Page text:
Public Eye - Frank Marker Investigates

Early history

Roger Marshall (1934-2020) and Anthony Marriott (1931-2014) were the creators of Public Eye. Roger told The Daily Express (1.8.69) "I got fed up with series like The Avengers, sick to death of the camp and the champagne. The series was created as an antidote to that kind of phoney material. I felt it was time to get down to reality." He had an idea for a show about an enquiry agent but found TV producers struggling to believe that such individuals existed, wedded to the traditional idea of the tough private eye fighting serious crime. However Anthony Marriott found such a real-life agent in Brighton and this helped to convince them. It does seem that this agent's experiences helped to inspire some of the stories, particularly the early ones.

Originally the lead actor was to be called "Frank Marvin". The part was not written for a specific actor although Roger had thoughts of Donald Pleasance. The name "Marvin", redolent of Lee Marvin, suggested a tough image but the casting of Alfred Burke encouraged a rethink. It might have been interesting to see a more aggressive Frank, or maybe even a different actor in the role, but there is no doubt that the move away from the more predictable "tough guy" to a reflective Marker was a fine one while Alfred Burke's performance was superb.

Originally the show was to be called The Public Eye, as indicated in very interesting promotional material issued by ABC (included on the Series 4 DVD) but the title was truncated by the time of broadcast. This material also names Anthony Marriott as one of the scriptwriters although ultimately none of the instalments screened were written by him. It seemed he took no further part in the TV show although he did write a Public Eye novel called Marker Calls the Tune in 1968.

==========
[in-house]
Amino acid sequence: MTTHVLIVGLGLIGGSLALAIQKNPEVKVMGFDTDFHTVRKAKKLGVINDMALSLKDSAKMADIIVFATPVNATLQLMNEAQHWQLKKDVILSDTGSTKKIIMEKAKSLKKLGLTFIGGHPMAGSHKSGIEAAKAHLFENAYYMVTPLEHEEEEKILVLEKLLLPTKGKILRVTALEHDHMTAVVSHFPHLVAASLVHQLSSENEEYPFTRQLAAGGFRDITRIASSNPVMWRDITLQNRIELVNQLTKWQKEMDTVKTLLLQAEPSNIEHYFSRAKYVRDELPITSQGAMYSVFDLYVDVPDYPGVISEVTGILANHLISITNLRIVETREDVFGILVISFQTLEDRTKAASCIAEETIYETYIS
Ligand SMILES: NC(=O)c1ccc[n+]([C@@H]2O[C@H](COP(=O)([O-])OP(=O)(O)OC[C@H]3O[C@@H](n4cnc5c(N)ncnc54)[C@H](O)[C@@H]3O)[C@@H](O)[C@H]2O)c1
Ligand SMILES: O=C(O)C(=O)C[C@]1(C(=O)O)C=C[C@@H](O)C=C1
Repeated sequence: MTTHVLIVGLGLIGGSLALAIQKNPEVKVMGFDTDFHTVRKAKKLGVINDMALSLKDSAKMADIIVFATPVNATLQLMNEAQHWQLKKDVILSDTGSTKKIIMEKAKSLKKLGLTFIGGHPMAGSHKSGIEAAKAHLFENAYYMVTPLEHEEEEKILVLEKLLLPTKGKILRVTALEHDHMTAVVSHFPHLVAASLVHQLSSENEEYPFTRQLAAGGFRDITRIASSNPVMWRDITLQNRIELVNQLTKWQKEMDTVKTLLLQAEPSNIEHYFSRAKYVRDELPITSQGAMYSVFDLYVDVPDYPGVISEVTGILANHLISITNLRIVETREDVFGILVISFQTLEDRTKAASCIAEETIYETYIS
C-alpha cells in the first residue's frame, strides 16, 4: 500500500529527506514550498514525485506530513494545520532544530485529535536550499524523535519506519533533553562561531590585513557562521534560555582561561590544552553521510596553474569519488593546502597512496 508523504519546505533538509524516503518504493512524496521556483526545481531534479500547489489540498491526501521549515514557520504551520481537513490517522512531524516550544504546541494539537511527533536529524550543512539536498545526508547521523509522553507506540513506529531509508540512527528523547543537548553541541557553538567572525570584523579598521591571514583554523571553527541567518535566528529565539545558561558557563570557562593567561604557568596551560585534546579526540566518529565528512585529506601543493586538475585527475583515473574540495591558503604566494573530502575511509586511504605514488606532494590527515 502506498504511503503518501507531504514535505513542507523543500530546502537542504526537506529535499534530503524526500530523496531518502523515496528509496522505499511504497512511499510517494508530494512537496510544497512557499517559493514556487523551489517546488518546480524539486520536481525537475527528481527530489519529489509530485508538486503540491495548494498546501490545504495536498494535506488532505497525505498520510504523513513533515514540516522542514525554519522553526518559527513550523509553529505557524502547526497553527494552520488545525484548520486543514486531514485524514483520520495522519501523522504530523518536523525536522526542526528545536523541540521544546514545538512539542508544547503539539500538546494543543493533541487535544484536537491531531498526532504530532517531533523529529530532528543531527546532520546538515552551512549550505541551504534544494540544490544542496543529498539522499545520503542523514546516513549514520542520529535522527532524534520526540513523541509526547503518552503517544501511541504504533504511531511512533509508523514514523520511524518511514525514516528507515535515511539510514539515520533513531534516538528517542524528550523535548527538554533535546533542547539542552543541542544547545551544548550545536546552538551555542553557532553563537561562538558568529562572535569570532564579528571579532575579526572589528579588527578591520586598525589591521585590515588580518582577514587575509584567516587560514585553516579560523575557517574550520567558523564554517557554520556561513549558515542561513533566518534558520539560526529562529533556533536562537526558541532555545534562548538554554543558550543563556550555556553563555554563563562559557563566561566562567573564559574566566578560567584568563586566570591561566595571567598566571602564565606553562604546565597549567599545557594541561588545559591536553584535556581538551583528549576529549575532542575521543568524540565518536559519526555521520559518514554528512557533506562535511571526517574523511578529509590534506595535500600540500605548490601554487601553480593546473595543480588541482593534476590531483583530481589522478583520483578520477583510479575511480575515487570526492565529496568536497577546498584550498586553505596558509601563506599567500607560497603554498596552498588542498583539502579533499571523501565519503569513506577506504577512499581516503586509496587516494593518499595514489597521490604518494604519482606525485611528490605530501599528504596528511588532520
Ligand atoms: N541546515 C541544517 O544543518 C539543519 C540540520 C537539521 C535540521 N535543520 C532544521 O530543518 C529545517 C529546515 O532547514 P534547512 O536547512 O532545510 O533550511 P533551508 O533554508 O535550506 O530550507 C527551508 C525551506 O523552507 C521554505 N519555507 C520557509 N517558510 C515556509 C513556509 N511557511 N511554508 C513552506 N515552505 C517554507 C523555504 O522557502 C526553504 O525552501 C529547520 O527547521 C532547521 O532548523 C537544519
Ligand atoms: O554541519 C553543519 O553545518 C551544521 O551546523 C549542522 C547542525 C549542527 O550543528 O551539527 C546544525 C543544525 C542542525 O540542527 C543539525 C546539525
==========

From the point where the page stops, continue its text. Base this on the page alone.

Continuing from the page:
The show first aired in January 1965, produced by ABC. The first season, set in London, ran for fifteen episodes and was broadcast on Saturday evenings from 9.10 to 10.05 pm. It made a solid impression. Compared to later series these shows were almost entirely studio bound, which is unfortunate as the later location filming was a real strength and it would have been great to see Marker exploring London. Only two of these exist, and only one has been seen in recent times - the second story Nobody Kills Santa Claus which appeared on the Series 4 DVD. What is striking about this promising and professional, if not top-line, outing is the relatively low profile of Marker. However some hallmarks are there, including Frank having to help unlikeable characters and being beaten up! Although none of the other episodes from this run have been seen in recent times, and only one of them exists, the story descriptions issued by ABC indicate that realistic, downbeat and mundane cases were Frank's stock-in-trade from the beginning. The show's identity was clear and consistent from the outset.

The second series from 1966 is also almost entirely lost. The main shift was a move to Birmingham - a welcome focus on the provinces - and a greater use of outside filming, especially for a video-tape production. It seems this move was in part motivated by ABC's desire to use studio facilities in the Midlands, while opening up the opportunity for outside scenes. This use of location filming, wherever Marker was based, remained a key feature in the show's history and was very refreshing. Marker remained in Birmingham in Series 3 from 1968. This ended with Marker being unfairly convicted of receiving stolen goods and sent to prison for two and a half years. Sadly this story "Cross That Palm When We Come To It" is not one of the surviving shows.

More details on the show's early years can be found in The ABC years.

Thames takes over

At the end of the third series in 1968 it seemed possible that Public Eye had ended, with ABC ceasing to operate as a station. However, and very fortunately, that proved not to be the case. The new Thames station took over the show, as it did with some other ABC productions like Callan. In 1969 a new series was commissioned. Full details of these Thames series, all of which fully exist, can be found elsewhere on the site.